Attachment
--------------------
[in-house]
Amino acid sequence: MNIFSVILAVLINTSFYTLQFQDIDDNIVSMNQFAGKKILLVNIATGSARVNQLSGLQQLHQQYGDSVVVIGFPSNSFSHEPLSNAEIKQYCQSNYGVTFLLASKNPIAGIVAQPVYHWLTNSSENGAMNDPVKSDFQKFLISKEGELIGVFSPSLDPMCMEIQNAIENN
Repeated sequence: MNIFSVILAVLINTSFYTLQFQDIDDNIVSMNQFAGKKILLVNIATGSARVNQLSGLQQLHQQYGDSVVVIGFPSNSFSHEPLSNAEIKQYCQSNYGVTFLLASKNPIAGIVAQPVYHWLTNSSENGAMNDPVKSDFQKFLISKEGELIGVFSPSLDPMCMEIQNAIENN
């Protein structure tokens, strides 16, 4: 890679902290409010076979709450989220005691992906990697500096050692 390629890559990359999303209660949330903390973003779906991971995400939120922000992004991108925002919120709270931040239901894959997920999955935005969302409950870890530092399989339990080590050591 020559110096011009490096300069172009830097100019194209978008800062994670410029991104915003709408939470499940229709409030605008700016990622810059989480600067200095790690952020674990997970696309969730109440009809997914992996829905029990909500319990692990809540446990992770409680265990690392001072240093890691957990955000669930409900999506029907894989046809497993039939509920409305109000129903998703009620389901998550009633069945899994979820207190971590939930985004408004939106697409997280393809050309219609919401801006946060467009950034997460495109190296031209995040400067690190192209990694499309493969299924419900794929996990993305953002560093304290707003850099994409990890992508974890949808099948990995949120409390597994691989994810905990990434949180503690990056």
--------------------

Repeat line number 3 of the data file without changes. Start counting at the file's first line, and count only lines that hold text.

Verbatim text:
Repeated sequence: MNIFSVILAVLINTSFYTLQFQDIDDNIVSMNQFAGKKILLVNIATGSARVNQLSGLQQLHQQYGDSVVVIGFPSNSFSHEPLSNAEIKQYCQSNYGVTFLLASKNPIAGIVAQPVYHWLTNSSENGAMNDPVKSDFQKFLISKEGELIGVFSPSLDPMCMEIQNAIENN